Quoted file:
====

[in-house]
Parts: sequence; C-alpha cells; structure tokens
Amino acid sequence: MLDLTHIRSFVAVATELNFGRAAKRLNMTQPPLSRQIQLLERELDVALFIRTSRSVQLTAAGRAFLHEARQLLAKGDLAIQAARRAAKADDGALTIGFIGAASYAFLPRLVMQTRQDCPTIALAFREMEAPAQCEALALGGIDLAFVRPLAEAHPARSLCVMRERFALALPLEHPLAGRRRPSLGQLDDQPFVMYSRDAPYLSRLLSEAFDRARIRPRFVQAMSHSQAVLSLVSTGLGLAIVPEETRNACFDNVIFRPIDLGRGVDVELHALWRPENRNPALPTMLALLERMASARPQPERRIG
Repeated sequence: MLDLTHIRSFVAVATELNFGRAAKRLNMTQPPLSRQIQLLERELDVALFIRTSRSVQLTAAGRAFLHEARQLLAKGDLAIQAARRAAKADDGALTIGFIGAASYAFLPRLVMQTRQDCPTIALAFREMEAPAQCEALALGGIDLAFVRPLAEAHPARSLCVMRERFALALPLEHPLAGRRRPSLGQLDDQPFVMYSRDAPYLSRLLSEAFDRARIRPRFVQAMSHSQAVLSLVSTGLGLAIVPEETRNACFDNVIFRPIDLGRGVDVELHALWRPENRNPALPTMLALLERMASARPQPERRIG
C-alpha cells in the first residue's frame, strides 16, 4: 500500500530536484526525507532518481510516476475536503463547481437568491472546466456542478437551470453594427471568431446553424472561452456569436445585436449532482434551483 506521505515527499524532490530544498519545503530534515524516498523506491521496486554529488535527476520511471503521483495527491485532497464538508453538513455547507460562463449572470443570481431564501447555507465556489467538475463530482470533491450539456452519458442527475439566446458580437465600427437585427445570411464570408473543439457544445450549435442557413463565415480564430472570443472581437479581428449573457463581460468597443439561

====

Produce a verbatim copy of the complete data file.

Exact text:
[in-house]
Parts: sequence; C-alpha cells; structure tokens
Amino acid sequence: MLDLTHIRSFVAVATELNFGRAAKRLNMTQPPLSRQIQLLERELDVALFIRTSRSVQLTAAGRAFLHEARQLLAKGDLAIQAARRAAKADDGALTIGFIGAASYAFLPRLVMQTRQDCPTIALAFREMEAPAQCEALALGGIDLAFVRPLAEAHPARSLCVMRERFALALPLEHPLAGRRRPSLGQLDDQPFVMYSRDAPYLSRLLSEAFDRARIRPRFVQAMSHSQAVLSLVSTGLGLAIVPEETRNACFDNVIFRPIDLGRGVDVELHALWRPENRNPALPTMLALLERMASARPQPERRIG
Repeated sequence: MLDLTHIRSFVAVATELNFGRAAKRLNMTQPPLSRQIQLLERELDVALFIRTSRSVQLTAAGRAFLHEARQLLAKGDLAIQAARRAAKADDGALTIGFIGAASYAFLPRLVMQTRQDCPTIALAFREMEAPAQCEALALGGIDLAFVRPLAEAHPARSLCVMRERFALALPLEHPLAGRRRPSLGQLDDQPFVMYSRDAPYLSRLLSEAFDRARIRPRFVQAMSHSQAVLSLVSTGLGLAIVPEETRNACFDNVIFRPIDLGRGVDVELHALWRPENRNPALPTMLALLERMASARPQPERRIG
C-alpha cells in the first residue's frame, strides 16, 4: 500500500530536484526525507532518481510516476475536503463547481437568491472546466456542478437551470453594427471568431446553424472561452456569436445585436449532482434551483 506521505515527499524532490530544498519545503530534515524516498523506491521496486554529488535527476520511471503521483495527491485532497464538508453538513455547507460562463449572470443570481431564501447555507465556489467538475463530482470533491450539456452519458442527475439566446458580437465600427437585427445570411464570408473543439457544445450549435442557413463565415480564430472570443472581437479581428449573457463581460468597443439561